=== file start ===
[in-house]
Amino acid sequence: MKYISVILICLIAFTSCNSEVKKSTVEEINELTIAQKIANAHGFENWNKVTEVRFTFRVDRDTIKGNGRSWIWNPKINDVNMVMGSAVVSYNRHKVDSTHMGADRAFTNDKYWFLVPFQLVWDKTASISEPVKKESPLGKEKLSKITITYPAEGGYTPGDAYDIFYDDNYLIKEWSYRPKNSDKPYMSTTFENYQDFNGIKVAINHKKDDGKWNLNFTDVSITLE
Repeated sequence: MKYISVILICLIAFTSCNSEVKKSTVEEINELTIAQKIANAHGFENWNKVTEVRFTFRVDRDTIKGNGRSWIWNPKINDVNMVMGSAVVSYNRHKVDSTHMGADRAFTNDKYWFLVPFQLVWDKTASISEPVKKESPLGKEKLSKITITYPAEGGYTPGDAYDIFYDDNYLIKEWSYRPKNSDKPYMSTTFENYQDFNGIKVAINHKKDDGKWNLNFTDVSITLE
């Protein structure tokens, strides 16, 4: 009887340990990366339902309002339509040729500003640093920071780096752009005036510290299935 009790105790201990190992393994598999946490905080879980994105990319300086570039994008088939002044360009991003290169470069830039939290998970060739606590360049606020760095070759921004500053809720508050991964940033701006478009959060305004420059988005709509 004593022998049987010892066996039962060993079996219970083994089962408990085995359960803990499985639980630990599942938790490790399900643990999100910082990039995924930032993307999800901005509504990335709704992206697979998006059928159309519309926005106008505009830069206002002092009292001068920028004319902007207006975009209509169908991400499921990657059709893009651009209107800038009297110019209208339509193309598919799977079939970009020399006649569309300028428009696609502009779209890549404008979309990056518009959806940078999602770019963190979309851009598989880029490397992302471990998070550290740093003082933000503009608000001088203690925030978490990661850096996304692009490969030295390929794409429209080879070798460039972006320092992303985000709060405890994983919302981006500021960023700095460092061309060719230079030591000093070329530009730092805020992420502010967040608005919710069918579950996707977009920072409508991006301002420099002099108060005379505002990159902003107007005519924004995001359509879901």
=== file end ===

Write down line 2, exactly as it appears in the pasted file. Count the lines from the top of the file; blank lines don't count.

Amino acid sequence: MKYISVILICLIAFTSCNSEVKKSTVEEINELTIAQKIANAHGFENWNKVTEVRFTFRVDRDTIKGNGRSWIWNPKINDVNMVMGSAVVSYNRHKVDSTHMGADRAFTNDKYWFLVPFQLVWDKTASISEPVKKESPLGKEKLSKITITYPAEGGYTPGDAYDIFYDDNYLIKEWSYRPKNSDKPYMSTTFENYQDFNGIKVAINHKKDDGKWNLNFTDVSITLE